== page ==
28DL Full Member
28DL Full Member
- Feb 24, 2015
I promised more reports and finally I’m back from enjoying the dizzying heights of London’s skyline to share my recent adventures.
Despite my love for building sites I found myself drawn towards this lonely Gasometer which still imposes itself on the peninsula, it seemed rude not to give it a shot. It’s been my one and only thus far but I’m already looking forward to scaling a few more.
The Rotherhithe gasometer and its associated gas works (like many in London) were a byproduct of a time when gas was manufactured (Via the burning of coal) and stored locally.
The nearby Thames tunnel (currently used by London overground) opened in 1843 and with its lighting provided by 100 gas lights the local demand rocketed. Cue the founding in 1851 of the Rotherhithe gas works by the Surry Consumers Gas Company with its eventual opening in 1855.
A merger with the South Metropolitan Gas Company followed and by 1894 the site had 3 gasometers, a dedicated rail track and a jetty to handle coal deliveries.
Two more gasometers were built in the 1930’s but the bombing of London during WW2 led to the destruction of two of the four and finally 1959 brought about its closure.
Most of the original gas works has been developed into housing and a smaller dilapidated site is all that remains. Number three gasometer (built in 1935) is the only surviving structure and dominates the site. The jetty can also be accessed by following the nearby Thames path. It is currently used by a gas company to store vans (+ general rubbish) and the gasometer itself has a mobile phone antenna bolted to it.
After a few inconspicuous walks around the site perimeter I came up with a few possible routes in and then waited for the sun to go down in order to try them out.
The area stayed busy until late but 3am brought a lull in the foot and road traffic and after a frustrating 30 mins I found myself stood at the base of my first gasometer.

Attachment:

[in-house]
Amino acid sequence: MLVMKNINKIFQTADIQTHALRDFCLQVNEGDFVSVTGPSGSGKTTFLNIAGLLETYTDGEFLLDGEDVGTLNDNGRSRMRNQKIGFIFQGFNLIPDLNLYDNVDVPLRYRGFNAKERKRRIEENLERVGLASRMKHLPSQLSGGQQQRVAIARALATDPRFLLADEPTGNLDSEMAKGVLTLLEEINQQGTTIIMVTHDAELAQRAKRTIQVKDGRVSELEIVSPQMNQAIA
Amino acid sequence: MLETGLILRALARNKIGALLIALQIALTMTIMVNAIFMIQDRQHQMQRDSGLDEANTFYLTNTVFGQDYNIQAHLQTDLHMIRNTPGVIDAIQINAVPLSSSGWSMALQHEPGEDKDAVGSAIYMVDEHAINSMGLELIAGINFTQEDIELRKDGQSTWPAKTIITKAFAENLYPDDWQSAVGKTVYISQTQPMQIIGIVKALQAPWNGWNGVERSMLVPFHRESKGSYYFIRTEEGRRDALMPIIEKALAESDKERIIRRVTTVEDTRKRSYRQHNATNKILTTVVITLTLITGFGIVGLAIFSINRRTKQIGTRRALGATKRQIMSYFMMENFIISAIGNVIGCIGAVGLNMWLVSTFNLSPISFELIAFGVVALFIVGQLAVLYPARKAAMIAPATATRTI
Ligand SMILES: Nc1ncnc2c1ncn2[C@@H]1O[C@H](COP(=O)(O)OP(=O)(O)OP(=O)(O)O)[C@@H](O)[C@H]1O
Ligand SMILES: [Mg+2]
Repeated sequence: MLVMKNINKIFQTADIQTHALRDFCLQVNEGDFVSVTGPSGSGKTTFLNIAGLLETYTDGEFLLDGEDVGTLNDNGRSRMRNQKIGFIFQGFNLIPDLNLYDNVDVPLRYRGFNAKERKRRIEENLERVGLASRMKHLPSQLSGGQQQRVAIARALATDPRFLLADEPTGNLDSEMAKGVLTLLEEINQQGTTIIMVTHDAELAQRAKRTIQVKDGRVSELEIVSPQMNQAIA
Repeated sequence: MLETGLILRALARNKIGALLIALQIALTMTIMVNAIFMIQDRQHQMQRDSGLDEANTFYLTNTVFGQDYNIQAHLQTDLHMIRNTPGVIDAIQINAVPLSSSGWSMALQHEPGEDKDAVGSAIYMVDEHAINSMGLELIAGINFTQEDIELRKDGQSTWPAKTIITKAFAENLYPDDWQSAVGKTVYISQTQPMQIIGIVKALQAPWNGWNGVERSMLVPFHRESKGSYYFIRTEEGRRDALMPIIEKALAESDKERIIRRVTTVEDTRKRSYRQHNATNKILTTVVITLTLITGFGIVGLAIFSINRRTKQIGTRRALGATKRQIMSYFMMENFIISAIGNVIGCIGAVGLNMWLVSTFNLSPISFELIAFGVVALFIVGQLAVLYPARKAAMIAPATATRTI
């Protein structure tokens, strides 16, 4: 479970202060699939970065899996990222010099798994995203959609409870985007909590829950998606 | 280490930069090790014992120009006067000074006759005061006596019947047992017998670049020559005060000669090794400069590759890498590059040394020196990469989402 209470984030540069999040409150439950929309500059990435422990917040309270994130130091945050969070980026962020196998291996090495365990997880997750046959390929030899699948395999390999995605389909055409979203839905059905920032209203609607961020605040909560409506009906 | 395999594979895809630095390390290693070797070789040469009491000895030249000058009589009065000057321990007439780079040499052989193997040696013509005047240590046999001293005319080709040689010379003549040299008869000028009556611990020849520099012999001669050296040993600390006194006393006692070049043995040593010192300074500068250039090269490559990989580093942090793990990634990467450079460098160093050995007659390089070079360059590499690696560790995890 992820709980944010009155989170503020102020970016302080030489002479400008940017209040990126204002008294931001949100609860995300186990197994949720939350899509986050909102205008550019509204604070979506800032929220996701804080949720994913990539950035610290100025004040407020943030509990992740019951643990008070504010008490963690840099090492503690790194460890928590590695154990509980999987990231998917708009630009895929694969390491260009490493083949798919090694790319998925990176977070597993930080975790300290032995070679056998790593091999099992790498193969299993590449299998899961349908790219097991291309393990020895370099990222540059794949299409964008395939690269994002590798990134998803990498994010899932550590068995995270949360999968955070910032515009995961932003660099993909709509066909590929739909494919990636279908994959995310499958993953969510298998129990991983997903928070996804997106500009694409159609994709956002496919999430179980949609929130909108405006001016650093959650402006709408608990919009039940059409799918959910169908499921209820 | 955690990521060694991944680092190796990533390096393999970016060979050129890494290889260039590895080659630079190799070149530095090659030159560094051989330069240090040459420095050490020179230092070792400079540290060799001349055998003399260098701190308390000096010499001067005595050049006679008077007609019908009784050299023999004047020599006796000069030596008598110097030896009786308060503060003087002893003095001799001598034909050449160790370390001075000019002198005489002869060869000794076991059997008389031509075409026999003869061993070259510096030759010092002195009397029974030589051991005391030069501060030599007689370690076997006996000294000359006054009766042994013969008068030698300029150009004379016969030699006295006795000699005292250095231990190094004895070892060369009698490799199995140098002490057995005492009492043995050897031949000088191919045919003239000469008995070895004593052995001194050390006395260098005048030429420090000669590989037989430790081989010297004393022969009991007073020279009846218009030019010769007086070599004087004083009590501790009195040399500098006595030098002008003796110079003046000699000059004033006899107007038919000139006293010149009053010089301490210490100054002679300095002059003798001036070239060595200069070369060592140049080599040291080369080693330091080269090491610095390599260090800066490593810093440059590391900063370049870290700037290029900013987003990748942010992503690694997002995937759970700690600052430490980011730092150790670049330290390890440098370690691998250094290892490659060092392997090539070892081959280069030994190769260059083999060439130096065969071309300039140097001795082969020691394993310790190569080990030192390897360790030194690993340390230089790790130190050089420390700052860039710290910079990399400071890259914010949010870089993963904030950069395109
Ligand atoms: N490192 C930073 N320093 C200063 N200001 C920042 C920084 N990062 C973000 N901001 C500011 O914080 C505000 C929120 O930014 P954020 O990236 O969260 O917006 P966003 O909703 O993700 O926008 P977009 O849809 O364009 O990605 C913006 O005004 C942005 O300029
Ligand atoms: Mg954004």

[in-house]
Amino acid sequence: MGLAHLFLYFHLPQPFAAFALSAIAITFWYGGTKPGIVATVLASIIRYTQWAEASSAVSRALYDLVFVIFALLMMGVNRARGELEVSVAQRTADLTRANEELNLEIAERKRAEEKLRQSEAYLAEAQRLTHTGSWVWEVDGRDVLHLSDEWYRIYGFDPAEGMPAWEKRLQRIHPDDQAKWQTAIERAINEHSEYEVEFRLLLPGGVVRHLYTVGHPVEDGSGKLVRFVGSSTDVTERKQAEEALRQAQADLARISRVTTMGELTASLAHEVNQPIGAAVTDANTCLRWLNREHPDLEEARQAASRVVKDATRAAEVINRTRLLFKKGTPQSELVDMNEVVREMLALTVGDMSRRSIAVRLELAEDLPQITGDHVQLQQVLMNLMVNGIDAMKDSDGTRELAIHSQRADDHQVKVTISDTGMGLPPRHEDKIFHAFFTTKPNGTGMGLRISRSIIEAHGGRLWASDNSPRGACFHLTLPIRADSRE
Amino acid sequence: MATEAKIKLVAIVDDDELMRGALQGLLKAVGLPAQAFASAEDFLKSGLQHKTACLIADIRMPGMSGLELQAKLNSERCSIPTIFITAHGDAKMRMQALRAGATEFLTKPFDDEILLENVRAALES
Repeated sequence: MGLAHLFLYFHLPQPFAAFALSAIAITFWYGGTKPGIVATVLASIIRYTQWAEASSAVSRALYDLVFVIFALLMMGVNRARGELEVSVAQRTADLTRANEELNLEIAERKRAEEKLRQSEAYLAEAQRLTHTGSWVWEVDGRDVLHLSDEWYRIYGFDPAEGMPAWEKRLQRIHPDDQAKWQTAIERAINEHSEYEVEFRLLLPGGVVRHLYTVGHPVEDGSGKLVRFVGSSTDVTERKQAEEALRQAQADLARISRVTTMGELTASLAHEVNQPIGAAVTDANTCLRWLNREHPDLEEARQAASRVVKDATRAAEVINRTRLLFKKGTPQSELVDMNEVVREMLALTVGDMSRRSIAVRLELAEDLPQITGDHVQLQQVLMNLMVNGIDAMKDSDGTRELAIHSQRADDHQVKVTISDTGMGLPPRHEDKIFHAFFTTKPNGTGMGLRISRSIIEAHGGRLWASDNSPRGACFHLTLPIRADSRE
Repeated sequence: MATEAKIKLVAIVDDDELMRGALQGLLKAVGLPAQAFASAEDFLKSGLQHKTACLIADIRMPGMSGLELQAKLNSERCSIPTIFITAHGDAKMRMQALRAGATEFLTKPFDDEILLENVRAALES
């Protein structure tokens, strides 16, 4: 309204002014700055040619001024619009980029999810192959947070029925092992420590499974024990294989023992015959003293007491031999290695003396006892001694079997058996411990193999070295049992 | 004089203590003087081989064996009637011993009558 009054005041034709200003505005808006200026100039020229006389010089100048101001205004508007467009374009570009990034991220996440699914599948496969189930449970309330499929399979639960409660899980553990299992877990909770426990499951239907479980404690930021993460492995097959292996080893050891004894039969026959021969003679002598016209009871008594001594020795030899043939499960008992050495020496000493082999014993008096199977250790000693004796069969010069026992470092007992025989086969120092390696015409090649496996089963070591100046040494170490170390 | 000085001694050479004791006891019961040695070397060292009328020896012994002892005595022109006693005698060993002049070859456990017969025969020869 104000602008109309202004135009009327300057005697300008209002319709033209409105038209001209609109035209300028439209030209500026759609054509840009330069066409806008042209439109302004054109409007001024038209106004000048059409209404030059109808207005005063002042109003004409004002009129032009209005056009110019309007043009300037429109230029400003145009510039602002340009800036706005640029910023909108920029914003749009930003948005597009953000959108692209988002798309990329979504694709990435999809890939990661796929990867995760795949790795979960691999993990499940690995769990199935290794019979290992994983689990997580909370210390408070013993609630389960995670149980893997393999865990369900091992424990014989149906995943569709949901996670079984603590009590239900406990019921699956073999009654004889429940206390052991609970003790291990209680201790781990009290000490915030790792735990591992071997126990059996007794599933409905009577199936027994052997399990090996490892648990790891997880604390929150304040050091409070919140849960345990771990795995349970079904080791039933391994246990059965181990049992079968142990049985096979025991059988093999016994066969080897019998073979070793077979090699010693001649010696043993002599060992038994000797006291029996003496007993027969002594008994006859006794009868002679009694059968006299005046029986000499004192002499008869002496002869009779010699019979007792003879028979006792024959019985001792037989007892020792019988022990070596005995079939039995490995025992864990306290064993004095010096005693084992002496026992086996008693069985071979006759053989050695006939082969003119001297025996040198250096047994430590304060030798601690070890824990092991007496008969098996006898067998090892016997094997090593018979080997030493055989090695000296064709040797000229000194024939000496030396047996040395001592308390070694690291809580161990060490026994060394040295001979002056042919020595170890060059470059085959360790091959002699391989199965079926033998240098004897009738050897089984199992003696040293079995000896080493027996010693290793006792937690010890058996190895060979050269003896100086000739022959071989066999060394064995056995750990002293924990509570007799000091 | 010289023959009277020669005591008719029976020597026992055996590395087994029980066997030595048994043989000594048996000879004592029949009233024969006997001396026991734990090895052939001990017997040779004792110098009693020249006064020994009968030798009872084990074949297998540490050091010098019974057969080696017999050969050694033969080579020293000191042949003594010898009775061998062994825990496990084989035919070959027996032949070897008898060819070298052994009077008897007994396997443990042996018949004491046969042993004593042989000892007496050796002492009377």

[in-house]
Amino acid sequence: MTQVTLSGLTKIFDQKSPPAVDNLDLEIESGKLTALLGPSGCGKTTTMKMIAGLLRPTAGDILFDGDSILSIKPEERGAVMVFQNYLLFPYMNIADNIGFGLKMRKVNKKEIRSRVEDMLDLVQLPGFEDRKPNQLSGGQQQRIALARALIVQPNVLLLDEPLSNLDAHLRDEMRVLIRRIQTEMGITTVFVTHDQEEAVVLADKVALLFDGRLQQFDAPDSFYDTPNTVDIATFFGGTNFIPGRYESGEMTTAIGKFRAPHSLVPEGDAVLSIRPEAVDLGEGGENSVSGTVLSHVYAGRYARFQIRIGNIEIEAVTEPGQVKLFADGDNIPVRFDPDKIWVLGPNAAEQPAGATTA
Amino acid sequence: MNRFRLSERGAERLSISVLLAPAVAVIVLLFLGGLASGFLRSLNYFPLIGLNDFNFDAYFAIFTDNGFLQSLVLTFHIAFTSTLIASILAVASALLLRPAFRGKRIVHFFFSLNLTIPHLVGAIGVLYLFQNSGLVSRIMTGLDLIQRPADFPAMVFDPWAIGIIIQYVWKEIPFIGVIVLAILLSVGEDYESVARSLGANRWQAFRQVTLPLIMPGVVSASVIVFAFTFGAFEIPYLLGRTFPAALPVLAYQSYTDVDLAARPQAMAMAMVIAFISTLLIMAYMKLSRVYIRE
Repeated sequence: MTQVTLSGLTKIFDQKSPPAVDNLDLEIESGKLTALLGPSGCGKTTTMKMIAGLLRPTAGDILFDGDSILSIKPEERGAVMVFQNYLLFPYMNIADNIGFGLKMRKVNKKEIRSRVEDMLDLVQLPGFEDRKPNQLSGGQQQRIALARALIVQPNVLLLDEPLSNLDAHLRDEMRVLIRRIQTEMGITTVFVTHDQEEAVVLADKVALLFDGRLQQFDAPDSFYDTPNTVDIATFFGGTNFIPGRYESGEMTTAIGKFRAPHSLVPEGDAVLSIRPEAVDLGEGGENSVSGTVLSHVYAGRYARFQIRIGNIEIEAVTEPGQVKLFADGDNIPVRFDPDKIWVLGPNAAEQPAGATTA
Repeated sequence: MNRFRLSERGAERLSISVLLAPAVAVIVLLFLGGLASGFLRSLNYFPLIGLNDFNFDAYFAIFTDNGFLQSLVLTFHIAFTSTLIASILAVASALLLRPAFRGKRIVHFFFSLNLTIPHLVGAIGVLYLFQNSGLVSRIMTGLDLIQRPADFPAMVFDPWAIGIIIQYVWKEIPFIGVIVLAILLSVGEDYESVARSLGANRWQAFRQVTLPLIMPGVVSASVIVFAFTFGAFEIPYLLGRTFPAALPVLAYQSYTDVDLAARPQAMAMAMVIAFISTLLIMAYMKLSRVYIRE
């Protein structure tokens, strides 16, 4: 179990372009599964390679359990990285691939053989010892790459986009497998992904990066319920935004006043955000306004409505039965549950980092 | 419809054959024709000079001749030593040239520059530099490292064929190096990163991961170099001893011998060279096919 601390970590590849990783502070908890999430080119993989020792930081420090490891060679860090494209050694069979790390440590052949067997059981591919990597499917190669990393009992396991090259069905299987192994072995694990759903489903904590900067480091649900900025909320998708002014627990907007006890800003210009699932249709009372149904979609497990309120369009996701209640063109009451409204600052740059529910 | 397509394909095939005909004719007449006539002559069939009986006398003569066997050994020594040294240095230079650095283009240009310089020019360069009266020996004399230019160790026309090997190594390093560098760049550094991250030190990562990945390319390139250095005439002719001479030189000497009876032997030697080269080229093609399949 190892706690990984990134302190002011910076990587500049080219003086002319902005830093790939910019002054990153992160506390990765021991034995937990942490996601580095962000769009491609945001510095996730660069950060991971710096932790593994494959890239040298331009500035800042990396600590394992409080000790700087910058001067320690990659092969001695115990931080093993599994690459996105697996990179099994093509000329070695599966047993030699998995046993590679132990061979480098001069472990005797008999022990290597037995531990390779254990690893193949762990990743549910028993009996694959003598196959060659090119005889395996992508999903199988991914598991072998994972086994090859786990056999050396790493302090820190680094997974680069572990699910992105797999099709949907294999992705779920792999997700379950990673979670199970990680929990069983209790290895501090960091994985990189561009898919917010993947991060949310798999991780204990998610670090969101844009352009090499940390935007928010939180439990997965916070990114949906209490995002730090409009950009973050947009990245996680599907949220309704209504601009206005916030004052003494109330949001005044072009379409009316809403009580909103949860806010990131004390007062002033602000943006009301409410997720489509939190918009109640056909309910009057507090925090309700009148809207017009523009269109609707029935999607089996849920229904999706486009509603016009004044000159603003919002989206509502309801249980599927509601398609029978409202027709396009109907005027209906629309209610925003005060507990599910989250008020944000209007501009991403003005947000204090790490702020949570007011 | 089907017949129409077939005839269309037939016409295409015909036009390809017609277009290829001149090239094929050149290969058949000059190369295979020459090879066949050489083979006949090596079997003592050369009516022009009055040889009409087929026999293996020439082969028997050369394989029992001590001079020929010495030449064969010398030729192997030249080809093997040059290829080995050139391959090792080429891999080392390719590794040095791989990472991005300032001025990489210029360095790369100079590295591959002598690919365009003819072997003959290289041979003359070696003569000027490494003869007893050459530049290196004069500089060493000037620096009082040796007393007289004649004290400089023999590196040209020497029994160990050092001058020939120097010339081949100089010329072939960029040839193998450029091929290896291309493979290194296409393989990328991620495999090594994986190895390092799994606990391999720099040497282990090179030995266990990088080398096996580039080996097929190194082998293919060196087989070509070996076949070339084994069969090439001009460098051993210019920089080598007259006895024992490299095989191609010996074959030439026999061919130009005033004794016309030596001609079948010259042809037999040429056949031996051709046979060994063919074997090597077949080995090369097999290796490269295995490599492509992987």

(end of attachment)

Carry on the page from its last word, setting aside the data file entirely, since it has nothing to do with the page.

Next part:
Walking around site was difficult as there is rubbish all over the place interspersed with the occasional piece of industrial equipment (rusty pipes and pumps etc.) but overall ground level was a little lackluster except for a soft toy that someone had tortured/murdered on a gas valve
My happiness was short lived when I discovered the thing had a gate and anti-climb measures in place.
Undeterred, some experimentation revealed a way around the anti-climb by climbing (the irony) and I emerged at the perimeter of a rusting dome, just what the doctor ordered!
A quick walk around the base revealed the bad condition of its roller bearings, standing water, plants and general muck. With the smell of methane strong on the southern side I returned to the access stairs ready to choose between dome or ladder. Some tentative steps out onto the dome with the occasional creak and I turned back for what this trip really was about. Time to go up.
The ladders felt sound with four levels in total, each having only a small area to rest and the ladders being near vertical. I felt pretty exposed as the site is next to a road and you can hear people around Surrey dock also. I stopped at the top for some pictures before moving away from the mobile antenna to sit and enjoy the view.
All in all it was a good first gasometer outing, here are some pics: